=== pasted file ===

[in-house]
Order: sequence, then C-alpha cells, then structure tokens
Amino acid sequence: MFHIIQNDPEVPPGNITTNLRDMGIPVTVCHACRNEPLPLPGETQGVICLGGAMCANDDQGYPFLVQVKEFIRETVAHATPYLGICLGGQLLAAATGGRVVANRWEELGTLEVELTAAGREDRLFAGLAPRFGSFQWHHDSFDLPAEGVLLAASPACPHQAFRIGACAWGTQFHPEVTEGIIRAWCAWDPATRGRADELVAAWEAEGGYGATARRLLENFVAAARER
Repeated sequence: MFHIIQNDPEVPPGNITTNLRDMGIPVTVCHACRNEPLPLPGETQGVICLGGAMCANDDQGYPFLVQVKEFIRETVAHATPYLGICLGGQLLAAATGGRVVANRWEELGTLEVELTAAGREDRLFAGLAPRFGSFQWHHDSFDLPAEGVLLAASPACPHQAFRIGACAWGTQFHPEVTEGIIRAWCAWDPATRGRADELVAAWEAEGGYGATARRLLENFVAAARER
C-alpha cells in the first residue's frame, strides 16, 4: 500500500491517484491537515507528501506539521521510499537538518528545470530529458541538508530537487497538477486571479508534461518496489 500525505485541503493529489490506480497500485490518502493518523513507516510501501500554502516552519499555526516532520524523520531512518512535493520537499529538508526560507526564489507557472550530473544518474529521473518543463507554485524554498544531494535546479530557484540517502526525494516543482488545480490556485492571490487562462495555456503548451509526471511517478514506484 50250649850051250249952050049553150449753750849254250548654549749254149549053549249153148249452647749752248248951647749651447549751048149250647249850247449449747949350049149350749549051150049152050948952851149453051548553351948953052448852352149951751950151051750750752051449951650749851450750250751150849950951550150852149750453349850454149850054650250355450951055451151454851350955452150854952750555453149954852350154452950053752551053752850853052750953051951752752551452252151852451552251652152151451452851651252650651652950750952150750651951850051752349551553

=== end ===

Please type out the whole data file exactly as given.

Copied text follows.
[in-house]
Order: sequence, then C-alpha cells, then structure tokens
Amino acid sequence: MFHIIQNDPEVPPGNITTNLRDMGIPVTVCHACRNEPLPLPGETQGVICLGGAMCANDDQGYPFLVQVKEFIRETVAHATPYLGICLGGQLLAAATGGRVVANRWEELGTLEVELTAAGREDRLFAGLAPRFGSFQWHHDSFDLPAEGVLLAASPACPHQAFRIGACAWGTQFHPEVTEGIIRAWCAWDPATRGRADELVAAWEAEGGYGATARRLLENFVAAARER
Repeated sequence: MFHIIQNDPEVPPGNITTNLRDMGIPVTVCHACRNEPLPLPGETQGVICLGGAMCANDDQGYPFLVQVKEFIRETVAHATPYLGICLGGQLLAAATGGRVVANRWEELGTLEVELTAAGREDRLFAGLAPRFGSFQWHHDSFDLPAEGVLLAASPACPHQAFRIGACAWGTQFHPEVTEGIIRAWCAWDPATRGRADELVAAWEAEGGYGATARRLLENFVAAARER
C-alpha cells in the first residue's frame, strides 16, 4: 500500500491517484491537515507528501506539521521510499537538518528545470530529458541538508530537487497538477486571479508534461518496489 500525505485541503493529489490506480497500485490518502493518523513507516510501501500554502516552519499555526516532520524523520531512518512535493520537499529538508526560507526564489507557472550530473544518474529521473518543463507554485524554498544531494535546479530557484540517502526525494516543482488545480490556485492571490487562462495555456503548451509526471511517478514506484 50250649850051250249952050049553150449753750849254250548654549749254149549053549249153148249452647749752248248951647749651447549751048149250647249850247449449747949350049149350749549051150049152050948952851149453051548553351948953052448852352149951751950151051750750752051449951650749851450750250751150849950951550150852149750453349850454149850054650250355450951055451151454851350955452150854952750555453149954852350154452950053752551053752850853052750953051951752752551452252151852451552251652152151451452851651252650651652950750952150750651951850051752349551553